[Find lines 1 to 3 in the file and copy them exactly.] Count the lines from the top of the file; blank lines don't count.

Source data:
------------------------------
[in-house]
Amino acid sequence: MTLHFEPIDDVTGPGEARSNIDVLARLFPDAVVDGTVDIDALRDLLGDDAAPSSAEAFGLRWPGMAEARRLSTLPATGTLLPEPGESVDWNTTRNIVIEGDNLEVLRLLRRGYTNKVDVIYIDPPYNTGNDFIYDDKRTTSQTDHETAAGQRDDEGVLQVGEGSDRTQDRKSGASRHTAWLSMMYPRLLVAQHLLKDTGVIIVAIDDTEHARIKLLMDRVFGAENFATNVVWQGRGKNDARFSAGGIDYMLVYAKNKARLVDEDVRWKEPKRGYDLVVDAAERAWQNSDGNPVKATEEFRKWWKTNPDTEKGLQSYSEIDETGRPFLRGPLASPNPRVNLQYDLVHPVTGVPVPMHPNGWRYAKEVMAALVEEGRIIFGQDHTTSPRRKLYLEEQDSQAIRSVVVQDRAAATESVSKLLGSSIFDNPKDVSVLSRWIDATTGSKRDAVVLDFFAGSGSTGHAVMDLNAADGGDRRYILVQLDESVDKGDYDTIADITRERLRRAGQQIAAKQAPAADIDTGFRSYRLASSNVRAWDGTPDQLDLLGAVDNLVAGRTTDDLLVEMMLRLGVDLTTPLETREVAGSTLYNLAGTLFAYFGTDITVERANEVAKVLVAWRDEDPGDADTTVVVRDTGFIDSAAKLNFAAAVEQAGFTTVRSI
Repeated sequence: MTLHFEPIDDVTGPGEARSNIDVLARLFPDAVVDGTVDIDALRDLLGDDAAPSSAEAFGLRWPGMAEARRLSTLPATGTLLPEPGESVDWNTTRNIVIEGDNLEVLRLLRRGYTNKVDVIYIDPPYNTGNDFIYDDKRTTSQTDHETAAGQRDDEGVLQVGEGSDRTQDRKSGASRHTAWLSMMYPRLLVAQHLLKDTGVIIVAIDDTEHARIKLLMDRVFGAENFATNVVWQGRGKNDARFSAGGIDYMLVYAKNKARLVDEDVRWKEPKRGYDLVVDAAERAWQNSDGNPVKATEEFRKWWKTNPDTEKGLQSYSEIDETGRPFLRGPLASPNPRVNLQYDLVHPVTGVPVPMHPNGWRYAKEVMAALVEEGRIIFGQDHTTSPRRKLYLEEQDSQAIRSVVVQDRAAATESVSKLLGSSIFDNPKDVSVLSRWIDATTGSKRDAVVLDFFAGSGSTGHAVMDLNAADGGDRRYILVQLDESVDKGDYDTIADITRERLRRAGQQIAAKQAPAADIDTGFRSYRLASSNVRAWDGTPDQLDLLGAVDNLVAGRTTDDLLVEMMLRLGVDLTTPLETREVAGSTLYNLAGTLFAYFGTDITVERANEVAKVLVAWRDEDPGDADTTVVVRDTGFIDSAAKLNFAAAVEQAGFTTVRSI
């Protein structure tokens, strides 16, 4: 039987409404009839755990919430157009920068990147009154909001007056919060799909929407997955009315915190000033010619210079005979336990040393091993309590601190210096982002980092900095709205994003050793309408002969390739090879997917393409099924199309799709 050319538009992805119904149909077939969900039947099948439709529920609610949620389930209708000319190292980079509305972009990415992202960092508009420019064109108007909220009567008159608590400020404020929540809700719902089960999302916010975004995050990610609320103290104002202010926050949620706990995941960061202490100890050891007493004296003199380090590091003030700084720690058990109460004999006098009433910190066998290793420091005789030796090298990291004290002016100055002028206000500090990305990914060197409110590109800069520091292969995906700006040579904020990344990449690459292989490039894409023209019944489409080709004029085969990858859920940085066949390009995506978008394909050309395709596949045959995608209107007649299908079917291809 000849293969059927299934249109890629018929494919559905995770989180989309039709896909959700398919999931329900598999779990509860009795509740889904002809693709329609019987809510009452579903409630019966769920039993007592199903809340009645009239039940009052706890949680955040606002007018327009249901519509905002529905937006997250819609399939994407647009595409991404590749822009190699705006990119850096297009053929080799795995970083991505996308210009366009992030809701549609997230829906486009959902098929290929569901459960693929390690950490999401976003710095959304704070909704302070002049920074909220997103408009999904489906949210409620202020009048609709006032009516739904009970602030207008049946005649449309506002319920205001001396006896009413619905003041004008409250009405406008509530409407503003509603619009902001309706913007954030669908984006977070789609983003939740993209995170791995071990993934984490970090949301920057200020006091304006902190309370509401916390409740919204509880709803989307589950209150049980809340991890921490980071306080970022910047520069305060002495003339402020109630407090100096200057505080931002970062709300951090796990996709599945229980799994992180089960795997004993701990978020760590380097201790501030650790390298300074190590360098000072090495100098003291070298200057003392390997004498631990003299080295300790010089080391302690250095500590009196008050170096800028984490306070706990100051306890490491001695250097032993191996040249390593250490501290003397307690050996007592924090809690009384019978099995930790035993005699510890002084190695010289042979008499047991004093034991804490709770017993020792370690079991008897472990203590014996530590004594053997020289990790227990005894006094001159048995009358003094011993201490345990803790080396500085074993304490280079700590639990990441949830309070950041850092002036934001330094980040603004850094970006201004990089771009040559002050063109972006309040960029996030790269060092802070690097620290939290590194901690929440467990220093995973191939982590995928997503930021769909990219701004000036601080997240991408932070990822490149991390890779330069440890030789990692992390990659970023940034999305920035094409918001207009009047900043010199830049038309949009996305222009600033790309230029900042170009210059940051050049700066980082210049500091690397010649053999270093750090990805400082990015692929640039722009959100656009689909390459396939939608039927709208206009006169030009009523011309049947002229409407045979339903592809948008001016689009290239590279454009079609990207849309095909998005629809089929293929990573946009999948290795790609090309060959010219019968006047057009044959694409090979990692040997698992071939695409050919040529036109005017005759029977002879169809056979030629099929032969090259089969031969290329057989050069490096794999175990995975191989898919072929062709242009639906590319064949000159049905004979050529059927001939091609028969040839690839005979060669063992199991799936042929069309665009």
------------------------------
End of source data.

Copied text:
[in-house]
Amino acid sequence: MTLHFEPIDDVTGPGEARSNIDVLARLFPDAVVDGTVDIDALRDLLGDDAAPSSAEAFGLRWPGMAEARRLSTLPATGTLLPEPGESVDWNTTRNIVIEGDNLEVLRLLRRGYTNKVDVIYIDPPYNTGNDFIYDDKRTTSQTDHETAAGQRDDEGVLQVGEGSDRTQDRKSGASRHTAWLSMMYPRLLVAQHLLKDTGVIIVAIDDTEHARIKLLMDRVFGAENFATNVVWQGRGKNDARFSAGGIDYMLVYAKNKARLVDEDVRWKEPKRGYDLVVDAAERAWQNSDGNPVKATEEFRKWWKTNPDTEKGLQSYSEIDETGRPFLRGPLASPNPRVNLQYDLVHPVTGVPVPMHPNGWRYAKEVMAALVEEGRIIFGQDHTTSPRRKLYLEEQDSQAIRSVVVQDRAAATESVSKLLGSSIFDNPKDVSVLSRWIDATTGSKRDAVVLDFFAGSGSTGHAVMDLNAADGGDRRYILVQLDESVDKGDYDTIADITRERLRRAGQQIAAKQAPAADIDTGFRSYRLASSNVRAWDGTPDQLDLLGAVDNLVAGRTTDDLLVEMMLRLGVDLTTPLETREVAGSTLYNLAGTLFAYFGTDITVERANEVAKVLVAWRDEDPGDADTTVVVRDTGFIDSAAKLNFAAAVEQAGFTTVRSI
Repeated sequence: MTLHFEPIDDVTGPGEARSNIDVLARLFPDAVVDGTVDIDALRDLLGDDAAPSSAEAFGLRWPGMAEARRLSTLPATGTLLPEPGESVDWNTTRNIVIEGDNLEVLRLLRRGYTNKVDVIYIDPPYNTGNDFIYDDKRTTSQTDHETAAGQRDDEGVLQVGEGSDRTQDRKSGASRHTAWLSMMYPRLLVAQHLLKDTGVIIVAIDDTEHARIKLLMDRVFGAENFATNVVWQGRGKNDARFSAGGIDYMLVYAKNKARLVDEDVRWKEPKRGYDLVVDAAERAWQNSDGNPVKATEEFRKWWKTNPDTEKGLQSYSEIDETGRPFLRGPLASPNPRVNLQYDLVHPVTGVPVPMHPNGWRYAKEVMAALVEEGRIIFGQDHTTSPRRKLYLEEQDSQAIRSVVVQDRAAATESVSKLLGSSIFDNPKDVSVLSRWIDATTGSKRDAVVLDFFAGSGSTGHAVMDLNAADGGDRRYILVQLDESVDKGDYDTIADITRERLRRAGQQIAAKQAPAADIDTGFRSYRLASSNVRAWDGTPDQLDLLGAVDNLVAGRTTDDLLVEMMLRLGVDLTTPLETREVAGSTLYNLAGTLFAYFGTDITVERANEVAKVLVAWRDEDPGDADTTVVVRDTGFIDSAAKLNFAAAVEQAGFTTVRSI